When studying design, it’s easy to become engrossed in the minutiae of your projects and lose sight of the business side of the industry. If you want to go beyond interior design as a hobby, I recommend you start thinking about it seriously. Remember that an interior design business with no income will fail.
How many times have you walked away from a design thinking, “I could do that!” or “I could do better than that!” Despite this, someone else was able to secure the job. While it may be difficult to remember while in the midst of your studies, your success as a designer is inextricably linked to your success as a businessperson.
Developing your business abilities
Starting your own business entails taking risks. You must test different methods for locating and approaching clients, analysing their projects, presenting a proposal to them, and securing their work. I recommend making a list of approaches to each of these phases and analysing their strengths and weaknesses. Of course, if you have income from outside your business, you can take more risks in your approach than if you don’t.
What kind of work should you take?
The type of work you should accept is an important consideration. If you work on projects that aren’t right for you or your company, you might get less out of them than you expected.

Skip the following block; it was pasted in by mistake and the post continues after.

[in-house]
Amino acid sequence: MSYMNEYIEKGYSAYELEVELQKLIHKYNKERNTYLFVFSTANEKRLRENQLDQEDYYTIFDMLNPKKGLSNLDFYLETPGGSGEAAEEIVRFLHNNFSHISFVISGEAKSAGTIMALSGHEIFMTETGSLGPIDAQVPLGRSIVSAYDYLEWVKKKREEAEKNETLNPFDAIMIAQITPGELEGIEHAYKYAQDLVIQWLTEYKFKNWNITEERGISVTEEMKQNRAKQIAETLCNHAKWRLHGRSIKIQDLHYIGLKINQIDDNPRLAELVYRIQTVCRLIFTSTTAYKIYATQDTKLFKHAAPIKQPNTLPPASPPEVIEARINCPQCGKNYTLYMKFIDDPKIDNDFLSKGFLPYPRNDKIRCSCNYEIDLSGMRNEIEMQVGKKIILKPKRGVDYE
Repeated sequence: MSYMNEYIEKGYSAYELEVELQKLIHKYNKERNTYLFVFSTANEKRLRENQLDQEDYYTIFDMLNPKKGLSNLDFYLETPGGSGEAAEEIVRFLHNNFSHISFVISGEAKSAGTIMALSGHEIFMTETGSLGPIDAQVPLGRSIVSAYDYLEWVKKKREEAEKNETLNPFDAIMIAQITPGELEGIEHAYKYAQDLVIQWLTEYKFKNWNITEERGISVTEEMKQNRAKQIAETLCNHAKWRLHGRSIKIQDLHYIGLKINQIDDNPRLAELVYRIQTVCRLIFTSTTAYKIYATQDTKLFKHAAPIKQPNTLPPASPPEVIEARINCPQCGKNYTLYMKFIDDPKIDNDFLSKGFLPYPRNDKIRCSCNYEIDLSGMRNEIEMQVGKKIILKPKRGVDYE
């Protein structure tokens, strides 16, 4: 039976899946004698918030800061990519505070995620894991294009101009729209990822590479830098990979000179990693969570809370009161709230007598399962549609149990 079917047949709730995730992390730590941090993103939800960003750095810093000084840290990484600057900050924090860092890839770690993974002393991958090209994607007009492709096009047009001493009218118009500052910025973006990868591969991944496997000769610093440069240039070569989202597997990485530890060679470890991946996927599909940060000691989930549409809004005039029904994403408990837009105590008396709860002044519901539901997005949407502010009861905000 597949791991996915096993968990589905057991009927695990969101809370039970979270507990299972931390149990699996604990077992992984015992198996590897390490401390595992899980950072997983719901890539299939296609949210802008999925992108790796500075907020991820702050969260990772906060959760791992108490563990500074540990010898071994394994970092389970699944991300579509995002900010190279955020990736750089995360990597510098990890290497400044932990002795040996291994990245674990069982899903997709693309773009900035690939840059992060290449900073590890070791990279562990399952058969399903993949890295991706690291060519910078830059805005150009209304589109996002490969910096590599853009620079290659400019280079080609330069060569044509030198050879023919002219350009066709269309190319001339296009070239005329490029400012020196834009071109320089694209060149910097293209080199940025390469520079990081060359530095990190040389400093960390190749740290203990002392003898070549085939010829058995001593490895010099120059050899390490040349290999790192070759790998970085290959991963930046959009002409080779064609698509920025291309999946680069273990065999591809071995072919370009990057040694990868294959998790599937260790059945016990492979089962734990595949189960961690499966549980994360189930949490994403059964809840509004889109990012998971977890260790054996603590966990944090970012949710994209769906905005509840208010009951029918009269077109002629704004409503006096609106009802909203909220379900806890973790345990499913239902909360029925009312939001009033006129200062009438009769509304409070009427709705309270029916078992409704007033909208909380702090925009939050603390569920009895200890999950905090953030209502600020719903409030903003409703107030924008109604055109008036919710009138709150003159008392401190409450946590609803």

When you’re first starting out, you may want as many clients as possible to build your portfolio and experience, but even if you’re desperate for work, there are times when you should walk away from a project. For example, if you believe a client will be difficult to work with, if you do not believe your skills or style will be best utilised by the project, or if you believe the work is not appropriate for your overall business plan, it may be a good idea to decline the work.
The important thing is to always consider these factors and not simply accept whatever comes your way. Of course, this will be difficult at the start of your business journey, but it will become increasingly important as you progress.
Specialization in your field
You will have to decide what area of business to specialise in at some point. “Oh, but I can design anything!” it’s easy to say. And you most likely can. However, you will be more skilled in one area, which means you will be more efficient and enjoy your work more. By specialising, you can better tailor your supplier list and meet the needs of your projects. When you leave your usual field, it will take longer to find products and materials, and you may also find yourself scrambling for knowledge.
Clients are also more at ease with someone who can demonstrate expertise and a track record of success in a specific field. While they may like you and your portfolio, they are looking for someone who can contribute creative ideas to their project. Being able to demonstrate variety of solutions to a similar problem will help build their trust in you.
Make a plan for your future success.
While there will undoubtedly be difficult times, having a solid plan and keeping worry to a minimum will lay the groundwork for your success. Recognize that your design abilities will provide you with a living. Examine these abilities thoroughly. Think about your cash flow. Consider where you live and who your potential clients are. Consider your ideal job and how it compares to what you can actually accomplish. Don’t limit your dreams; instead, make sure you have a viable path to them.
We’d love to hear any advice or insights you have on starting your own interior design business.
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